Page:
#ChangeTheNumbers: A movement by L’Oréal Foundation to change the perception of women in science

Jakarta, 6 October 2016 – Since its establishment, science has been at the heart of every innovation for L'Oréal worldwide. As the world’s largest cosmetics company, L’Oréal is committed to support and promote women in science. Women in science have a big role in developing Indonesia to become a science-based developed country. The spirit is poured into global campaign #ChangeTheNumbers to create a movement that can improve general perception towards female scientists. This was addressed in a media roundtable with Dr Ines Atmosukarto, L’Oréal-UNESCO FWIS 2004 International Fellow; Dr. Fenny M. Dwivany, L’Oréal-UNESCO FWIS 2007 International Fellow; and Melanie Masriel, Head of Communications PT L’Oréal Indonesia as the speakers.

The number, roles and influences of women in science have changed, however the changes have not been as fast as hoped. Data from LIPI shows that the current ratio of researchers in Indonesia is only 90 researchers per 1 million populations. This ratio is far behind other countries; in India the ratio is 140 researchers per 1 million populations. In a developed country like USA, the ratio is 5000 researchers per 1 million populations. Data from UNESCO shows that gender inequality in science is still quite high. In fact, the number of women scientists in Indonesia is only 30%. There is still a perception that indicates science as an inhospitable world for women.

The number of female scientists in Indonesia is indeed still far behind compared to other countries. Responding to this, CEO and Managing Director of Lipotek Pty Ltd Canberra who is also a L’Oréal-UNESCO FWIS 2004 International Fellow, Dr Ines Atmosukarto said: “Like other professions, being a female scientist has its own challenges. One of which is that there are no fixed working hours. As a scientist, we have to stay alert when a research is in progress. This has created the stereotype that when you start a family you have to leave your research career; or vice versa, when you want to become a female scientist, you cannot start a family. Public’s perception shows that the world of research and family cannot go together. It is not easy, but with full support from the family as well as a burning passion, I am lucky to be able to do both simultaneously.”

According to Dr. Fenny M. Dwivany, Associate Professor of Molecular Biology in ITB and L’Oréal-UNESCO FWIS 2007 International Fellow: “The rise and fall of being a female scientist in Indonesia usually correlates with funding and infrastructure availability. But a scientist cannot give up, s/he has to keep on asking and finding a way out. There are actually a lot of ways to develop our networking to help solve our problems. Science needs perseverance. A woman is usually diligent; therefore her role is needed in science. To solve a problem, different perspectives are required, thus the roles of both men and women need to be balanced.”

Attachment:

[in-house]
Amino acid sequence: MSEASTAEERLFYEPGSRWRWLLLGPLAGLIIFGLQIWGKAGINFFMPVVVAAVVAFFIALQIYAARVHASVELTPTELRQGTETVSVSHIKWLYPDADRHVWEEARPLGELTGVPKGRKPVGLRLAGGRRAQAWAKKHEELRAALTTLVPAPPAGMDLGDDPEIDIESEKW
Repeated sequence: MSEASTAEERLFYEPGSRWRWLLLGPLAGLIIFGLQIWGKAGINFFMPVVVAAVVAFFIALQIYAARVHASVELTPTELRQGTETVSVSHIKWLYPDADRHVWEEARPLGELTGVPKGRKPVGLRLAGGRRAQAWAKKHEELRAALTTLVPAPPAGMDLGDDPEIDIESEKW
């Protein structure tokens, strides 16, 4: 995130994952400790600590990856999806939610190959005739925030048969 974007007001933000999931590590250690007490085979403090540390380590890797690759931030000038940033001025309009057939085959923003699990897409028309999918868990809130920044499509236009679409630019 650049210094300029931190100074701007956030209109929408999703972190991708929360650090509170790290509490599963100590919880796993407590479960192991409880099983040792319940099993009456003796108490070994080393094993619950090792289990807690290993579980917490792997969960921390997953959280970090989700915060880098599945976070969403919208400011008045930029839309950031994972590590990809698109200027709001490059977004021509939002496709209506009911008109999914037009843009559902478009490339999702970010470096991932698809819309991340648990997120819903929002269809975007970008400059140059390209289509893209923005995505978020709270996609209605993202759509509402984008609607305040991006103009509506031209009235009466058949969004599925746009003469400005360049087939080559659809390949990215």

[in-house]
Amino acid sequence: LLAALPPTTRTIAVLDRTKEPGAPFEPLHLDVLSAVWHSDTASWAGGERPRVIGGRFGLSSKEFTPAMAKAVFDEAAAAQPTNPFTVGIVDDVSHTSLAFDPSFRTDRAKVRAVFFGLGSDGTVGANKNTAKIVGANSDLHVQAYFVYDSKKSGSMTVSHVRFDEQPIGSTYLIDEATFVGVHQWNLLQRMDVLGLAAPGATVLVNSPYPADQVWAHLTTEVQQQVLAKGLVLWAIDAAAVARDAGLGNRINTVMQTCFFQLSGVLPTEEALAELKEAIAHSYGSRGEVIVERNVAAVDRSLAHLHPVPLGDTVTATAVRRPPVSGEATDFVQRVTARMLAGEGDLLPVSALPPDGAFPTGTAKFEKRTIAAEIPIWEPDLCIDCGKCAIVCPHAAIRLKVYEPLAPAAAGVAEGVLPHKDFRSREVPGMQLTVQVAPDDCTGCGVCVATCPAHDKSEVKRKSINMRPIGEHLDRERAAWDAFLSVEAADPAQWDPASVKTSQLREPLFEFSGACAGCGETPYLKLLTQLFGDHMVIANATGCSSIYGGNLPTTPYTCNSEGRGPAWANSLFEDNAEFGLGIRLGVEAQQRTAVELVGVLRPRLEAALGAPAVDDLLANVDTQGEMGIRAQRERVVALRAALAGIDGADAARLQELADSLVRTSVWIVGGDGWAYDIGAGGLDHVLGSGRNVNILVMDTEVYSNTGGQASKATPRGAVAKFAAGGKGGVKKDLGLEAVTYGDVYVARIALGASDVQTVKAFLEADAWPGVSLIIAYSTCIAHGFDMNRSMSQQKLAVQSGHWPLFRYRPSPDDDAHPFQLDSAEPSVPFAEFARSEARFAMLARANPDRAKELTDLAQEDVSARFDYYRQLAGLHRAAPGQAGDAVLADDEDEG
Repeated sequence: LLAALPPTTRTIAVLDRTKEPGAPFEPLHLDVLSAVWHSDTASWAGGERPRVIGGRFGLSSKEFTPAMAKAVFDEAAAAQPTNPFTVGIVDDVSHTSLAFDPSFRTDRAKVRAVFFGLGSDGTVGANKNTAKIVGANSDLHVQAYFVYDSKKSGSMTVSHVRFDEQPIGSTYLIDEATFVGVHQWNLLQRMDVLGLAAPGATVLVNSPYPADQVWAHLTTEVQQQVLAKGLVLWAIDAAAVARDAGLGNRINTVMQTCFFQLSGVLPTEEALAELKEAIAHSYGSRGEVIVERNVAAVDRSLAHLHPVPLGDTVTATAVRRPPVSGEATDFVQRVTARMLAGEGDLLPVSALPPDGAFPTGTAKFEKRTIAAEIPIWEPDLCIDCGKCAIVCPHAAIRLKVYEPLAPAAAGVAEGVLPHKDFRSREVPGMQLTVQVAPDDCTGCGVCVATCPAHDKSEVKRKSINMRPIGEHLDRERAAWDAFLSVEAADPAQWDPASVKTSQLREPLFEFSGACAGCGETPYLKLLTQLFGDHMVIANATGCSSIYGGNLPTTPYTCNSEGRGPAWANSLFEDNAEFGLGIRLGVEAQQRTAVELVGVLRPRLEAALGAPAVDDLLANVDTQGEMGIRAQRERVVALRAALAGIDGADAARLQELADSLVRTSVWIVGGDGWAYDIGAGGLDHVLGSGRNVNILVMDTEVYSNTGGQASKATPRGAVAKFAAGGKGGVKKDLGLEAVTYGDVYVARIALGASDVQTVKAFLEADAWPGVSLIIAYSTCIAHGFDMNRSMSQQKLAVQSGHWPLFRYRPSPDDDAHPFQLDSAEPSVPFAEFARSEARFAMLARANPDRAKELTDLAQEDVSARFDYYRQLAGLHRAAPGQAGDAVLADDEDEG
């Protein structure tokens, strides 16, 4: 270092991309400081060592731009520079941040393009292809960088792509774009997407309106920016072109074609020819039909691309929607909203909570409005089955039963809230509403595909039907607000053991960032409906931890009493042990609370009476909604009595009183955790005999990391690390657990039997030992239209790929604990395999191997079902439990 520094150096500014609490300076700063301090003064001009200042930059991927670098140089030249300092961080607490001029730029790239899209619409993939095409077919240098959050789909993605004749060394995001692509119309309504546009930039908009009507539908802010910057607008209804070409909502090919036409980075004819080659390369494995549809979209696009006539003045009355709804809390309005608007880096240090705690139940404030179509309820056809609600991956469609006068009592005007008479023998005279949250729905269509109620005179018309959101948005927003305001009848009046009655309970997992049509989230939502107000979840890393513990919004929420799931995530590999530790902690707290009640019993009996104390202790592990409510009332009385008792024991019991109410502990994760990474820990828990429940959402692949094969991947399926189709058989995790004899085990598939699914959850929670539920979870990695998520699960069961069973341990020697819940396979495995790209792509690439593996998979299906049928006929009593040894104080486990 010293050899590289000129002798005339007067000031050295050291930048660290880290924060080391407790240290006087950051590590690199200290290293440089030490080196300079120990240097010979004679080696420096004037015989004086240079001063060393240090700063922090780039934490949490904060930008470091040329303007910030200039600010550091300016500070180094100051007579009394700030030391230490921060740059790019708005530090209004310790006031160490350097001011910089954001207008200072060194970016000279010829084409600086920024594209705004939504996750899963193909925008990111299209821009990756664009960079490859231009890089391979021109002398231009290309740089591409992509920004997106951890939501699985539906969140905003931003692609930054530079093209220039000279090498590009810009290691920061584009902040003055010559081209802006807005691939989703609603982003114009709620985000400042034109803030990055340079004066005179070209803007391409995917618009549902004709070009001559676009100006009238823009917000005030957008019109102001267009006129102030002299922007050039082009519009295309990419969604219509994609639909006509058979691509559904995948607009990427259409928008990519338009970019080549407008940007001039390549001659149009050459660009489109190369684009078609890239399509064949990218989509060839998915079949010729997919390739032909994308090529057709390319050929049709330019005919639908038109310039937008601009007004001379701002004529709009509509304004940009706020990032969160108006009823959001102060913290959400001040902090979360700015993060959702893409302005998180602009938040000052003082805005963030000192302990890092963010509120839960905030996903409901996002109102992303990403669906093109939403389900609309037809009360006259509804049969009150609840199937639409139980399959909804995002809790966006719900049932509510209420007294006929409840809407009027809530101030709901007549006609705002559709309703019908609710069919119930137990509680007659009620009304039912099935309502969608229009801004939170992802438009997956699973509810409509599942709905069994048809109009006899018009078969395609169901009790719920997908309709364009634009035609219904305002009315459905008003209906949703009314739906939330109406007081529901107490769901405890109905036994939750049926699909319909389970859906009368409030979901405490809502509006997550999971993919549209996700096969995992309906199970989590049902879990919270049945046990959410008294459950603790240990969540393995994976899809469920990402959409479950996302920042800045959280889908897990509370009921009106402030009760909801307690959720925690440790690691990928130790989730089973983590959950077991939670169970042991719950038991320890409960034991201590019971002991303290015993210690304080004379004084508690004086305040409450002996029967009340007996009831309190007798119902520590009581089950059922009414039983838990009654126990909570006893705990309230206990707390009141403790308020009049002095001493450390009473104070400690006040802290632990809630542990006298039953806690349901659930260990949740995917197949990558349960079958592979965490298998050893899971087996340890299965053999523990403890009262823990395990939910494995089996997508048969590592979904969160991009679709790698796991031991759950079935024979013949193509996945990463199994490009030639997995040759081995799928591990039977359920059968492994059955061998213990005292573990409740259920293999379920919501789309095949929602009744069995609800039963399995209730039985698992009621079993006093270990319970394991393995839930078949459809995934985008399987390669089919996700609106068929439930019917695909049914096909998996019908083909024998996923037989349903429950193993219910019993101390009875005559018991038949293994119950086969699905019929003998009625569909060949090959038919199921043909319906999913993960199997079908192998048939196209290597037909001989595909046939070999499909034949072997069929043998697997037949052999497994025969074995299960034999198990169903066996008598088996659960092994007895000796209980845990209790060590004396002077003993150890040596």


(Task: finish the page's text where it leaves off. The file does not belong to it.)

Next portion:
L’Oréal Indonesia keeps on voicing the need to increase the role of women in science and as a science-based company, L’Oréal is committed to develop science from global to national scale. L’Oréal Indonesia in partnership with KNIU has for more than a decade foster science communities from various educational stages. From L’Oréal For Women in Science (FWIS), an appreciation towards female researchers; L’Oréal Sorority in Science (SIS), a scholarship program targeted at female university students who study science to continue their studies further; and L’Oréal For Girls in Science (LGIS), a program for female high school students who are interested in science. Through these programs, L’Oréal aims to increase the number of female students that continue their studies further and placed their interests in science.

 “L’Oréal believes that the world needs science and science needs women. To change the number of female scientists in Indonesia, L’Oréal Indonesia has introduced a digital campaign by L’Oréal Foundation called ‘#ChangeTheNumbers’. This global campaign is aimed at changing public’s perception towards women in science and invite more women to choose science as their career path,” explained Melanie Masriel, Head of Communications, PT L’Oréal Indonesia.

There are 6 commitments as a part of L’Oréal Indonesia #ChangeTheNumber campaign, which are: 1) Encourage girls to explore scientific career paths; 2) Break down the barriers that prevent women scientists from pursuing long term careers in research; 3) Prioritise women's access to senior positions and leadership positions in the sciences; 4) Celebrate with the general public the contribution that women scientists make to scientific progress and to society; 5) Ensure gender equality through participation and leadership in symposiums and scientific commissions such as conferences, committees and board meetings; 6) Promote mentoring and networking for young scientists to enable them to plan and develop careers that meet their expectations.

 “L’Oréal Indonesia invites people from all walks of life to support #ChangeTheNumbers global campaign by visiting www.fwis.fr and sign up to spread the campaign and help change the current number of female scientists. Let’s #ChangeTheNumbers together and increase the role of women in science,” closed Melanie Masriel